Residents who use wheelchairs must be able to reach important electrical controls without having to get up, says Bloom. And residents with back problems must not be forced to test their reach each time they wish to turn on a light or make their units warmer.
Rule #5: Reinforce Bathroom Walls for Possible Installation of Grab Bars
You must make sure that bathroom walls in your covered units are properly reinforced to allow later installation of grab bars around toilet, tub, shower stall, and shower seat, where such facilities are provided.
But you don't need to install grab bars in your bathrooms to comply with this requirement. You must install grab bars only if a resident asks you to make such a reasonable modification to accommodate a disability.
Rule #6: Make Sure Kitchens and Bathrooms Are Usable
FHA and Section 504 accessibility requirements state that kitchens and bathrooms in covered units must be “usable…such that an individual in a wheelchair can maneuver about the space” and operate fixtures and appliances.
To make sure your kitchens are usable, check that:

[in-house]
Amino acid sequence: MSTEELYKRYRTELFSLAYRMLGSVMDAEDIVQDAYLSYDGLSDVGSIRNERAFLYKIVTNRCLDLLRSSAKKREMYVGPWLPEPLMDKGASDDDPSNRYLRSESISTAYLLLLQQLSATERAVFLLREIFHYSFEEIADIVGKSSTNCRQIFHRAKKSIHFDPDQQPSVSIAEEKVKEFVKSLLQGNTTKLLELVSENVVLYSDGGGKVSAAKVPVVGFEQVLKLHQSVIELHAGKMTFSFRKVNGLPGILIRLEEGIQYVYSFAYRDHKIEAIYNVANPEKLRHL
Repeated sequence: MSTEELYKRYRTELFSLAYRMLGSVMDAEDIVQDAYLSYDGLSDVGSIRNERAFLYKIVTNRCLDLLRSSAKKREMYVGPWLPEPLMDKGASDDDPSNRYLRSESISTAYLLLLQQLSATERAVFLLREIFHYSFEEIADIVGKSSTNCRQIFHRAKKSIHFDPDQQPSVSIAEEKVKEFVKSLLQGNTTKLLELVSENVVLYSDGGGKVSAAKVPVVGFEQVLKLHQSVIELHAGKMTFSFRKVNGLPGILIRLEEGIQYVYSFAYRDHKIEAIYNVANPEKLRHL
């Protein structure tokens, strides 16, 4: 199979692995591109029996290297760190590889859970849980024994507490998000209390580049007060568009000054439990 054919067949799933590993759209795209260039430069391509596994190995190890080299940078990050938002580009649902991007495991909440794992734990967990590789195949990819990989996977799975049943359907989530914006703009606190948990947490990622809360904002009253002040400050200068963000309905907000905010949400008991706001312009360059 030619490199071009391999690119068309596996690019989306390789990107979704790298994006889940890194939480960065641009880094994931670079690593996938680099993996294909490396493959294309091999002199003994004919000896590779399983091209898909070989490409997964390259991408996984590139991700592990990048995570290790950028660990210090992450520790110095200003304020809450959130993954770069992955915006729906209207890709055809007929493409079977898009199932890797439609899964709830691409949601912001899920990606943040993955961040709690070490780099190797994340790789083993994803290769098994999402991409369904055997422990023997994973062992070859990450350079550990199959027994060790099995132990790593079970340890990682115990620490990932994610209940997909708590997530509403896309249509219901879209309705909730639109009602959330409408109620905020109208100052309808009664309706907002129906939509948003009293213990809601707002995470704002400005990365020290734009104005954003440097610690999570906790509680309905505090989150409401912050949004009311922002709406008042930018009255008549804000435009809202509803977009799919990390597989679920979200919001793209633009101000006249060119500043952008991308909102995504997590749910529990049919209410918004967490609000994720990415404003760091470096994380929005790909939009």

A clear floor space of 30 inches by 48 inches is parallel to and centered on sinks and other appliances. Having clear floor space lets residents who use wheelchairs make a parallel and centered side approach and get close to the sink or appliance they wish to use. This requirement is most likely to be violated in units where sinks or ranges are in a narrow corner of an L-shaped kitchen.
At least 40 inches of clearance are between opposing countertops, appliances, and wall.
U-shaped kitchens with a sink, range, or stove-top at the base have floor space at least 60 inches in diameter, allowing a person to maneuver in a wheelchair and make a parallel approach to the sink, range, or stove-top.
You must follow two sets of specifications to make sure your bathrooms are usable. Both specifications require that you provide enough maneuvering space within your bathrooms to let residents who use wheelchairs enter and exit the bathroom, and open and close the door. Generally speaking, this means there must be clear floor space of 30 inches by 40 inches outside the swing of the door, and clear floor space at fixtures, toilets, bathtubs, and showers.
Americans with Disabilities Act: 42 USC §12131 et seq.
Fair Housing Act: 42 USC §3601 et seq.
First Occupancy: 24 CFR 100.201.
Section 504 of the Rehabilitation Act of 1973: Pub. L. 93-1121, 87 Stat. 355, as amended.
Seven design and construction requirements that covered sites must follow: 42 USC §3604; 24 CFR 100.205.
Colleen Bloom: Assoc. Director of Housing Operations, American Assn. of Homes and Services for the Aging, 2519 Connecticut Ave., Washington, DC 2008; (202) 508-9483; email@example.com.